Another twist is the firm’s “Dimes Worth of Difference” policy in which it donates ten cents of every dollar to a charity focused on “bringing economic opportunity to struggling Americans,” according to Aspiration’s website.
But even more of a mind-bender is Aspiration’s fee structure — or, more accurately, its lack of one. Clients pay what they wish — or nothing at all. About 90% of investors choose to pay, Cherny says.
That said, Aspiration’s flagship product has a whopping — by robo standards — built-in fee. Investors who choose to pay Aspiration nothing are subject to underlying asset management fees of about 1.35% a year. That breaks down to .5% to offset operating expenses like legal and administrative services and .85% from underlying funds in the manager-of-managers product. Aspiration does not participate in any revenue sharing of the fees received by its money managers.
Most robos charge .3% plus .2% in underlying investment management fees but Cherny maintains that his Flagship Fund is worth the extra expense. Though he declined to disclose its returns, he stated this in an email:
“We offer our customers various investment options they can choose from. If they had put all their funds in the Flagship Fund this year they would not have lost nearly as much as if they had put it into an index fund or a robo-advisor such as Wealthfront Inc. or Betterment Inc.. The Flagship Fund performed as we had hoped: holding down losses that investors would have had if they had been in one of those other options.”
The firm’s Flagship Fund is a mutual fund managed by Lancaster, Pa.-based Emerald Advisers Inc., which invests in alternative funds that pursue hedge-fund-like strategies including arbitrage and long/short trading. See: Now come the robo-alts firms — a full flock of 'em as unwavering as the robo-advisors.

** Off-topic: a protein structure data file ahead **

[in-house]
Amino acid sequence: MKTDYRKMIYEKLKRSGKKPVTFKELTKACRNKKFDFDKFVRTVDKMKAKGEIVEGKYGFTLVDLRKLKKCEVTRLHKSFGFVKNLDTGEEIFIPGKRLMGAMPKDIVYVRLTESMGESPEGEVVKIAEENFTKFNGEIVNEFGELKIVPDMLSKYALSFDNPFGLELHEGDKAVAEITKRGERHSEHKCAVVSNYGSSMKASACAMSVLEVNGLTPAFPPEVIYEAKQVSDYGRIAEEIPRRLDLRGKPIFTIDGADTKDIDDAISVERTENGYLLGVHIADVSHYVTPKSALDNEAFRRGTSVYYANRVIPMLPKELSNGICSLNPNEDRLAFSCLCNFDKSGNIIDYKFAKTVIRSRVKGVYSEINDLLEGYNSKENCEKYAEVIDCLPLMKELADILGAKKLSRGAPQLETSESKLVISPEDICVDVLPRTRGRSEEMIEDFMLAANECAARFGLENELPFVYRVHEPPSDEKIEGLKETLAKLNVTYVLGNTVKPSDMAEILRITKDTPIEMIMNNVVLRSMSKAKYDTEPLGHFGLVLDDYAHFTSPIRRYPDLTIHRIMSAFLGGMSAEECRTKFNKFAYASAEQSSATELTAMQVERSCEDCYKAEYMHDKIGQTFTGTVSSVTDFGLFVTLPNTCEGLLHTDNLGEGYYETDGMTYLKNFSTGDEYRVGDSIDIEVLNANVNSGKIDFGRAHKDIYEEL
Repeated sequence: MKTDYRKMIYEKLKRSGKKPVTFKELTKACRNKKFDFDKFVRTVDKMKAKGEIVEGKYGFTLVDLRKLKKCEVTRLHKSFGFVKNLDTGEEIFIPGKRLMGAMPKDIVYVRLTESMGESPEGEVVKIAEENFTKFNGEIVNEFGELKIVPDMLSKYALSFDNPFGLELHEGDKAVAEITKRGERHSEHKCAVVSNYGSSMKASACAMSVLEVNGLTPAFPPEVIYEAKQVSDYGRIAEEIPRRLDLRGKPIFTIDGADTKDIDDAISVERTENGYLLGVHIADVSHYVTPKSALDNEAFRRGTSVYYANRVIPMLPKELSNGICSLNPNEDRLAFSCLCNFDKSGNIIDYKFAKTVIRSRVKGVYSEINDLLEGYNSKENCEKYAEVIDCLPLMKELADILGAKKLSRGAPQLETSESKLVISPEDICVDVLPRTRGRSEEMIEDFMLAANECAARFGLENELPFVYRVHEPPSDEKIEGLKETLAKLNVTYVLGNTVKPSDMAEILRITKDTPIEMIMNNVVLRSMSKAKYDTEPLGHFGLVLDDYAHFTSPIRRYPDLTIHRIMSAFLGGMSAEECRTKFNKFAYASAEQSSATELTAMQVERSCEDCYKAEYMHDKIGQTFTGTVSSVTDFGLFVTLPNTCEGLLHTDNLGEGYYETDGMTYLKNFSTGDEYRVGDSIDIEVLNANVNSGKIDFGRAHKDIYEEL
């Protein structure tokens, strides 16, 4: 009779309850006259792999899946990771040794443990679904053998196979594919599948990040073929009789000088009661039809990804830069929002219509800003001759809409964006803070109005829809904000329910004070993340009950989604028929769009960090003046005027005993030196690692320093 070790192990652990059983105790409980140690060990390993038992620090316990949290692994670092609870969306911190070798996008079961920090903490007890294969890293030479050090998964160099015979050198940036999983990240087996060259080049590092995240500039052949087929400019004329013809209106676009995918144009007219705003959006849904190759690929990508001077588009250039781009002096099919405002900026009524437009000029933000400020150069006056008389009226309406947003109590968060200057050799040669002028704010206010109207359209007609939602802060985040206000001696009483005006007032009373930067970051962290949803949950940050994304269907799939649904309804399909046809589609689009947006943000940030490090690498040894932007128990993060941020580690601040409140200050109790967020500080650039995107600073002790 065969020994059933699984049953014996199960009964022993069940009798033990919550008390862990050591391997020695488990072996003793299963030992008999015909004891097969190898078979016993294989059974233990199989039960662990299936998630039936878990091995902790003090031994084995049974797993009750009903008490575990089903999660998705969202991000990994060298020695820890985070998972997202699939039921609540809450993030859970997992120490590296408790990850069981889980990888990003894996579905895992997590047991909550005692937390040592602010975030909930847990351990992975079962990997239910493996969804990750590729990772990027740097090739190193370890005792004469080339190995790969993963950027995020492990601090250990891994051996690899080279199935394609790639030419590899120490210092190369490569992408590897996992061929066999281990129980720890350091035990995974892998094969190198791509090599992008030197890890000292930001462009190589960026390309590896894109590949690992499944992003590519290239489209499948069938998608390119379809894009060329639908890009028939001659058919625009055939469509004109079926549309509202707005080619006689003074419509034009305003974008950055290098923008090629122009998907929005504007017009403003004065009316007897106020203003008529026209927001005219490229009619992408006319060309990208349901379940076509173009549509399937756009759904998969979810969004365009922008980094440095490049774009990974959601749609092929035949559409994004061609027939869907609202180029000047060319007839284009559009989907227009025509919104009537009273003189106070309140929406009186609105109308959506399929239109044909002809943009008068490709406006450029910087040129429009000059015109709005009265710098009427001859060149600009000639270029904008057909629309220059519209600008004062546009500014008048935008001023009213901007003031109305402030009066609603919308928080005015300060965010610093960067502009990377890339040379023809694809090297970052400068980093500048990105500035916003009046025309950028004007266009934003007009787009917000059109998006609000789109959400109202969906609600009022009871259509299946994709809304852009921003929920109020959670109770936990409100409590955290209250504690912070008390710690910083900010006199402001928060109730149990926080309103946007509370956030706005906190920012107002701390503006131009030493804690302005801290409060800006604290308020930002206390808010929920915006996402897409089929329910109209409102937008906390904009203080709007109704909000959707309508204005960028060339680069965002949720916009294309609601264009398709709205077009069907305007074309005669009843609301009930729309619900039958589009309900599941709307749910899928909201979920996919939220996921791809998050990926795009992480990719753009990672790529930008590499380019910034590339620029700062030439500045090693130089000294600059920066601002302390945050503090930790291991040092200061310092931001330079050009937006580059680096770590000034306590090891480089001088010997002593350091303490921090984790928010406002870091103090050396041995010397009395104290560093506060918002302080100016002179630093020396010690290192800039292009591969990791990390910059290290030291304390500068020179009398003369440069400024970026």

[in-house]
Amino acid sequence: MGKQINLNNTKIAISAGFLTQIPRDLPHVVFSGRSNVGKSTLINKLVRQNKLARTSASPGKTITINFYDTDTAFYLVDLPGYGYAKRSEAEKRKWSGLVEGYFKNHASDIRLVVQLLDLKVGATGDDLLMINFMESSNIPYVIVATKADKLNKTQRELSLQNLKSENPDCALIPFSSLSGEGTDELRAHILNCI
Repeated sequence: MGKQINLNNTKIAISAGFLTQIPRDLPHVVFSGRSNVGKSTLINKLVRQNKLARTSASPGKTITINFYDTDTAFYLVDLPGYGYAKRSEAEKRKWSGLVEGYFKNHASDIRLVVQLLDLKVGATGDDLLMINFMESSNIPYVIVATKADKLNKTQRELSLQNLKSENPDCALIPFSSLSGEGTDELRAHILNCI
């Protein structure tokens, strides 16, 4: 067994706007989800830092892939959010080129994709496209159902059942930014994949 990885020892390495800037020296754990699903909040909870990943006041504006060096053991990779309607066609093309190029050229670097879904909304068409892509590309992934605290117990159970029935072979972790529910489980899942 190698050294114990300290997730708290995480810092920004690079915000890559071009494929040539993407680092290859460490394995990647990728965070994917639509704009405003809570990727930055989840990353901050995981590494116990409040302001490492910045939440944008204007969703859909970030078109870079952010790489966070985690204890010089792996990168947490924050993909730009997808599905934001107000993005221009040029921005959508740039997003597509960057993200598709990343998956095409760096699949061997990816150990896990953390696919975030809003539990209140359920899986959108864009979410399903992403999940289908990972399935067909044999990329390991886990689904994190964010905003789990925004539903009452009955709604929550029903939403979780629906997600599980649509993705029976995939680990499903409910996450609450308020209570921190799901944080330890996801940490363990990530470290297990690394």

At press time, neither Wealthfront or Betterment responded to a request for comment.
UBS in the game
The Redwood Fund, a new mutual fund offering from Aspiration, focuses on sustained strategies. Aspiration has contracted UBS Asset Management to sub-advise it.
Getting UBS onboard and convincing the bank to agree to its “pay what is fair” method was no problem, according to Cherny. Indeed, he says UBS also agreed to donate 10% the revenue associated with the Redwood Fund it is managing to charity.
Another advantage of the UBS fund is that it invests in stocks directly so there are no underlying management fees — except for 50 basis points of legal and administrative costs.
“They were eager to get involved. They wanted to do business with us. I think they really understand that part of the reason Aspiration has seen the type of growth we’ve seen is because we do things very differently.”
UBS did not return emails seeking comment for this story but through a statement announced that Thomas Digenan, head of the U.S. Intrinsic Value Equity team, and Bruno Bertocci, head of the sustainable equities team at UBS Asset Management, will act as portfolio managers for the Aspiration Redwood Fund.